Safety measures delay opening of Liberty Bridge
The fire-damaged Liberty Bridge in Pittsburgh could remain closed for weeks as engineers and officials work to avoid a potential bridge collapse and other possible safety problems during a complex and delicate repair process.
The bridge shut to traffic after a Sept. 2 fire damaged and warped 30 feet of a deck truss compression chord. PennDOT officials are working to repair the bridge through a process that involves heating and straightening the damaged chord, but no one knows how the chord will react to heat.
PennDOT District 11 Executive Dan Cessna described the repair process as "complicated" and requiring "diligent and thorough analysis" to prevent a collapse and to ensure worker safety, even in the event of issues less serious than a collapse.
PennDOT official Dan Cessna says Liberty Bridge repair work could take weeks after new needed safety measures identified pic.twitter.com/8OD3KlpmKz— Michael Walton (@WaltonReporting) September 16, 2016
"This is a very twisted and mangled chord we're dealing with," he said. "As you start to apply heat and force to straighten it, you don't know exactly where that twisting and mangling is going to react."
PennDOT officials had hoped to reopen the vital Monongahela River crossing that links the south suburbs to Downtown this coming Monday, but on Friday they delayed that plan after they decided to install an external bracing system around the damaged area as an additional safety precaution.
Cessna said the bridge could remain closed for weeks, and said the repair timeline won't become more clear until the additional brace is in place and the "methodical and slow" heat-straightening process begins.
That process involves crews heating the damaged chord with torches reaching temperatures between 400 and 500 degrees. They'll then try to bend and straighten the steel back to its original shape, Cessna said. If that works, a jack requiring a minimum of 2 million pounds of force can than be used to physically move the bridge between 1 and 2 inches to redistribute its load.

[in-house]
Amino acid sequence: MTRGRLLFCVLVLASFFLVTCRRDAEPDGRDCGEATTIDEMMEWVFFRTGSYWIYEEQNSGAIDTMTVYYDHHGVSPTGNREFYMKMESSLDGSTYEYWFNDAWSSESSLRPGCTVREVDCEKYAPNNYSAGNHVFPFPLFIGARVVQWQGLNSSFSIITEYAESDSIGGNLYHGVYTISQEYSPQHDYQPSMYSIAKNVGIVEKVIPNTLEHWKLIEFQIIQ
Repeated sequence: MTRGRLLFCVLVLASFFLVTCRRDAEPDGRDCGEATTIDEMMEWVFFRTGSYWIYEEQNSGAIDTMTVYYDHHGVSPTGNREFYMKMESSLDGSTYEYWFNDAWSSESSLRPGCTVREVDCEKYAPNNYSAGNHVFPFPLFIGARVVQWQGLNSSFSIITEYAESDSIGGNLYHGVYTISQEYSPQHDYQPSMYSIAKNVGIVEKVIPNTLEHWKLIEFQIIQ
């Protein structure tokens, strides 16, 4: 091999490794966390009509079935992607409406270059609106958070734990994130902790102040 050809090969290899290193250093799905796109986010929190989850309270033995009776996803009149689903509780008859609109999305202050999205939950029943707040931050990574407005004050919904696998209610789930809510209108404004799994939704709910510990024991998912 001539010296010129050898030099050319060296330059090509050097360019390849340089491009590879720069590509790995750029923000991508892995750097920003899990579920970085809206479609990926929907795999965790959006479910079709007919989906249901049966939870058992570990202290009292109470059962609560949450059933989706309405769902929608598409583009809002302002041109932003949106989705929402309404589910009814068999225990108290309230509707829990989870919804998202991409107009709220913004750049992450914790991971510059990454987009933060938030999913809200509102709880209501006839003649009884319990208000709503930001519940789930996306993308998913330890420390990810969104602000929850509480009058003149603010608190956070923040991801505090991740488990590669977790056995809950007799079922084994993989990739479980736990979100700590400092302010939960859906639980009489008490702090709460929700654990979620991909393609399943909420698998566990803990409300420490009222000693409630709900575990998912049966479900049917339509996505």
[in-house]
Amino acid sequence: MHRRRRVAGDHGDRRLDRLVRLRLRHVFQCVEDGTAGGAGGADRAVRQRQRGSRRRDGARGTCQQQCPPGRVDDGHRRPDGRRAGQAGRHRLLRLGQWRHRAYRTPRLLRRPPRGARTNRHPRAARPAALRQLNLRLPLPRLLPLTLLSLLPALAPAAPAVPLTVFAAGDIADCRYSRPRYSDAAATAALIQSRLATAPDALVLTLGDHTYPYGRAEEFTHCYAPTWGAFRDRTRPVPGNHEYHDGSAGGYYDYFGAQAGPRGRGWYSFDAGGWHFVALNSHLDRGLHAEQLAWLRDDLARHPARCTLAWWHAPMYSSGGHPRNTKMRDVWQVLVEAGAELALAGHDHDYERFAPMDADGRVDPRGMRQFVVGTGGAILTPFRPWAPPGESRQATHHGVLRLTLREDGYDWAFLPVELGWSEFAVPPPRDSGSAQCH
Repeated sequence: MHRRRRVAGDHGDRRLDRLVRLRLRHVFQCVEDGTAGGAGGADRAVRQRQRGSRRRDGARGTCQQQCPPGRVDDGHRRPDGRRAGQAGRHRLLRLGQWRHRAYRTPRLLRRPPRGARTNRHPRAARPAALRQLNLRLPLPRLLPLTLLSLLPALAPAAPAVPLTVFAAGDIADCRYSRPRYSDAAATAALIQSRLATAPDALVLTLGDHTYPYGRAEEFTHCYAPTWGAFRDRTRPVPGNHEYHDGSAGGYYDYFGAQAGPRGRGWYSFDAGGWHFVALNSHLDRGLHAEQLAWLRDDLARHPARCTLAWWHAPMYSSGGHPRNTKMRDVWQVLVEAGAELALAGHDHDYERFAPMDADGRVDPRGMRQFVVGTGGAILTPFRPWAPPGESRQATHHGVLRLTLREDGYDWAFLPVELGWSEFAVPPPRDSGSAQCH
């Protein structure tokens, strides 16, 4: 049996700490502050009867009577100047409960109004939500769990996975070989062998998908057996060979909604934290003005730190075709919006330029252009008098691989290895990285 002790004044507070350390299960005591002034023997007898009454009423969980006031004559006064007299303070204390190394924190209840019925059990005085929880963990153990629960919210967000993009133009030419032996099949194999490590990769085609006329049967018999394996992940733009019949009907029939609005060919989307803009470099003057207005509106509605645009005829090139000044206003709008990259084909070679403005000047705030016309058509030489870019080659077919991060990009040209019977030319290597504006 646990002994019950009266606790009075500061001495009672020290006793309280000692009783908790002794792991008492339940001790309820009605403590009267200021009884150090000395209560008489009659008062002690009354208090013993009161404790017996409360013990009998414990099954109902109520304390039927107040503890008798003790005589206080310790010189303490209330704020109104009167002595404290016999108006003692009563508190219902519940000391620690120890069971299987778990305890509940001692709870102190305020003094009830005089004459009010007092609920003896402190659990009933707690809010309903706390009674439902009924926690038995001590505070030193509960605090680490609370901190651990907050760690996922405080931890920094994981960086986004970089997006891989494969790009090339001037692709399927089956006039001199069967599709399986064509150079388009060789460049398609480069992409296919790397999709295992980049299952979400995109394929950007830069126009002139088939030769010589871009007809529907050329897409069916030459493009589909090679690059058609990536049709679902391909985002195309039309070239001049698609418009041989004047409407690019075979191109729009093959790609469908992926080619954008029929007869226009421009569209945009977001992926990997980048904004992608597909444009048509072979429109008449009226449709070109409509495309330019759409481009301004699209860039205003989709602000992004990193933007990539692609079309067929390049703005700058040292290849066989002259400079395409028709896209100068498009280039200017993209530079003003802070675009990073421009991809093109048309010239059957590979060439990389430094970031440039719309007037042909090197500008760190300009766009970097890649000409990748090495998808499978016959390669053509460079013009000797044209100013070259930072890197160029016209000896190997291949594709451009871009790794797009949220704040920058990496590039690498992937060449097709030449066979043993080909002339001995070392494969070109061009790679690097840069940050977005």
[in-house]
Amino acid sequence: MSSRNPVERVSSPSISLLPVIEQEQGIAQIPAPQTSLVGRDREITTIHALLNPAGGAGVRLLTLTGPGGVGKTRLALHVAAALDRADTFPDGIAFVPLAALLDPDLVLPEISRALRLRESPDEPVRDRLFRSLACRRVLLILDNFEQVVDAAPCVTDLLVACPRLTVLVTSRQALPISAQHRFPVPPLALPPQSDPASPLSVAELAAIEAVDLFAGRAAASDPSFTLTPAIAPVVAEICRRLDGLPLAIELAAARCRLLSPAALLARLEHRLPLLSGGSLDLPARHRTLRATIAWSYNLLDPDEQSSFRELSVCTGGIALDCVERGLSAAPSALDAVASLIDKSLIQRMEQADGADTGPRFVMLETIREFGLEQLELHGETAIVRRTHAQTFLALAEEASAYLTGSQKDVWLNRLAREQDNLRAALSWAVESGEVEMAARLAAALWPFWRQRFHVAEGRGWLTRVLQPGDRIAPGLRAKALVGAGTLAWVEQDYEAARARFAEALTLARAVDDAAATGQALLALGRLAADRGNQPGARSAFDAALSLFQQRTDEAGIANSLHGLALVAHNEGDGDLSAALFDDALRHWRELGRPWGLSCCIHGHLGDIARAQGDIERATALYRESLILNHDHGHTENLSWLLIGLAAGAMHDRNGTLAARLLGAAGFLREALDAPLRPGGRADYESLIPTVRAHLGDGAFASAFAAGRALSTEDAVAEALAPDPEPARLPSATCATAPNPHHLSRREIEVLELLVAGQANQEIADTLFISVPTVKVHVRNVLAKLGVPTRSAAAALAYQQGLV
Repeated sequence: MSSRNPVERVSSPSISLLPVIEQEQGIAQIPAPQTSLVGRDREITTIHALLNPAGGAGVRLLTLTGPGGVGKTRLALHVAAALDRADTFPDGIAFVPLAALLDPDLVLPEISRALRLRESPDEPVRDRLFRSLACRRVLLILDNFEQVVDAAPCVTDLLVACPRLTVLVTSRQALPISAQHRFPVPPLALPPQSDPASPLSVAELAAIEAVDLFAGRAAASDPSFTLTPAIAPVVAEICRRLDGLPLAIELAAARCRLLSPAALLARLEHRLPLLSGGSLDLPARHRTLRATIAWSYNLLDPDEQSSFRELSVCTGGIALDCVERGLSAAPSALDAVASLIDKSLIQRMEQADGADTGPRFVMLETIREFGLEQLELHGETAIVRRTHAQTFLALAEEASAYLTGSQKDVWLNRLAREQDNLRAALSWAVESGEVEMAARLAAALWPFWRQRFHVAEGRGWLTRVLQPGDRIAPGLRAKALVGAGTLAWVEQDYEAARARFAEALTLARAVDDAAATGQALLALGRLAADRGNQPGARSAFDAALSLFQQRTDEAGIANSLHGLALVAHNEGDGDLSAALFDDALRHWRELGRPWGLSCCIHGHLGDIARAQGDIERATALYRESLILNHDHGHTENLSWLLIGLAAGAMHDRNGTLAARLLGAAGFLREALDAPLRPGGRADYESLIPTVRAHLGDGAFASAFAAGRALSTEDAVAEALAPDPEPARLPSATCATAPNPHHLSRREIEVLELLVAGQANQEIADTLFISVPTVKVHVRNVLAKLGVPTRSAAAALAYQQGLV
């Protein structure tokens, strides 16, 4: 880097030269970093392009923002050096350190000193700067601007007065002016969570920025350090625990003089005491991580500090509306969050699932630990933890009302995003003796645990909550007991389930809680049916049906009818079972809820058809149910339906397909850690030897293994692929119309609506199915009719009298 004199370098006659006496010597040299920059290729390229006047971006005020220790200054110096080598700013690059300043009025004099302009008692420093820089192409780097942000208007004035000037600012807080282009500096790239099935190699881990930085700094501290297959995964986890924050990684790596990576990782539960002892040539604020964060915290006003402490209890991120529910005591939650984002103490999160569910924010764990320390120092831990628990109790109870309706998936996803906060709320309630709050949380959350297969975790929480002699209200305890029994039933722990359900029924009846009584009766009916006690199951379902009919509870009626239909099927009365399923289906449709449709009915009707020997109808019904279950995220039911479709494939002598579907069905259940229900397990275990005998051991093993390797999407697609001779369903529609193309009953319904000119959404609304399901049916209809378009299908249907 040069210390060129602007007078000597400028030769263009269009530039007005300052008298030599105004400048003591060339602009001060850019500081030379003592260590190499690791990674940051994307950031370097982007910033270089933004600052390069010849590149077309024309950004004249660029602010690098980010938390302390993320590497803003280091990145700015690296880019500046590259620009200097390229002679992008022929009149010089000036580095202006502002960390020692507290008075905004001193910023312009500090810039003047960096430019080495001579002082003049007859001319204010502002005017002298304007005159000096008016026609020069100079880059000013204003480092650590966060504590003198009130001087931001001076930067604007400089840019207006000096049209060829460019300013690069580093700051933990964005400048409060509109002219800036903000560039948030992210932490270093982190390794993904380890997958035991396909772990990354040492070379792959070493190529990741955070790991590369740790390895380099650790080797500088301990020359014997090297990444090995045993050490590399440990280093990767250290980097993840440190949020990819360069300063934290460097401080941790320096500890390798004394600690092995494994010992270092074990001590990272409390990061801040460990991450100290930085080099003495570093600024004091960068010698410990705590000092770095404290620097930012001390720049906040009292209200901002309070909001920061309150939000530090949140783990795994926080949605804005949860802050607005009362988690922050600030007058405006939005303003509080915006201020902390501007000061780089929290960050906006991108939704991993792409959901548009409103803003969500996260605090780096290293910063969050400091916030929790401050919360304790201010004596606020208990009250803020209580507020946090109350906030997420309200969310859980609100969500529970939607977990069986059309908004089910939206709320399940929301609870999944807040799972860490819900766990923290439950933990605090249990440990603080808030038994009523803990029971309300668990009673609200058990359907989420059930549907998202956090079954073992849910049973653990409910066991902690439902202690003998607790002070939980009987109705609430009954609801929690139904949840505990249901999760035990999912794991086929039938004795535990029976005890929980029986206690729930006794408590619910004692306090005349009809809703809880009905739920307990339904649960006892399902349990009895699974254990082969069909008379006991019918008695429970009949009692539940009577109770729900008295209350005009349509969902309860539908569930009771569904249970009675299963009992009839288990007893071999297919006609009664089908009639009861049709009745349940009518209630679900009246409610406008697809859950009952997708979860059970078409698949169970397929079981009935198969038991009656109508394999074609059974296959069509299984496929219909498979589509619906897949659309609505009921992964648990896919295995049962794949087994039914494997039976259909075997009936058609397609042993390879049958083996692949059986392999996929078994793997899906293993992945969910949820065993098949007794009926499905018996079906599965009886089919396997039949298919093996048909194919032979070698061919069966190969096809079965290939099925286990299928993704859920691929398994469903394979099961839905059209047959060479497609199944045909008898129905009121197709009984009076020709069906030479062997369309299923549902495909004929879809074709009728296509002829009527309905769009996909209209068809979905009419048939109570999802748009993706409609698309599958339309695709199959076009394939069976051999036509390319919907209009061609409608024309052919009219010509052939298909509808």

The jack will move the bridge in slow increments of about 1/8th of an inch while engineers read gauges attached to the structure and monitor whether the repair requires real-time adjustments, Cessna said.
If the chord is successfully repaired, crews will then attach new steel on top of it, he said. Officials have also developed a backup repair plan that, if necessary, will involve cutting the damaged chord.
Cessna added officials believe this marks the first time a structure such as the Liberty Bridge has been damaged in such a way.
"That is why we brought in additional experts," he said. "Safety is paramount. It's why we're not rushing the process."
The fire started while contractor Joseph B. Fay Co. of West Deer worked on an $80-million bridge rehabilitation project that's expected to stretch into the 2017 construction season.
Cessna said PennDOT is working with Fay to determine how the fire and subsequent repair will affect the greater rehabilitation project's timeline. An additional permanent repair will be required after the initial fix, but that work can occur while traffic uses the bridge.
About 55,000 vehicle depend on Liberty Bridge each day. Since its closure, motorists have reported traffic congestion and backups along alternative routes, including the Fort Pitt Bridge and Tunnel and the West End Bridge.
Fay is ultimately responsible for all repair costs associated with the project, and is being financially penalized during the closure based on provisions of its contract with PennDOT.
The contract assesses an $8,400 penalty for each hour the bridge is out of service beyond scheduled closures. It also assesses a $12,000-per-day fine for unscheduled closures of the ramp linking the bridge and the Boulevard of the Allies.
Fay Executive Vice President Jim Wilkinson said in a statement that the company is "investing considerable resources in outside experts and other assets to ensure that the repair is completed safely and swiftly."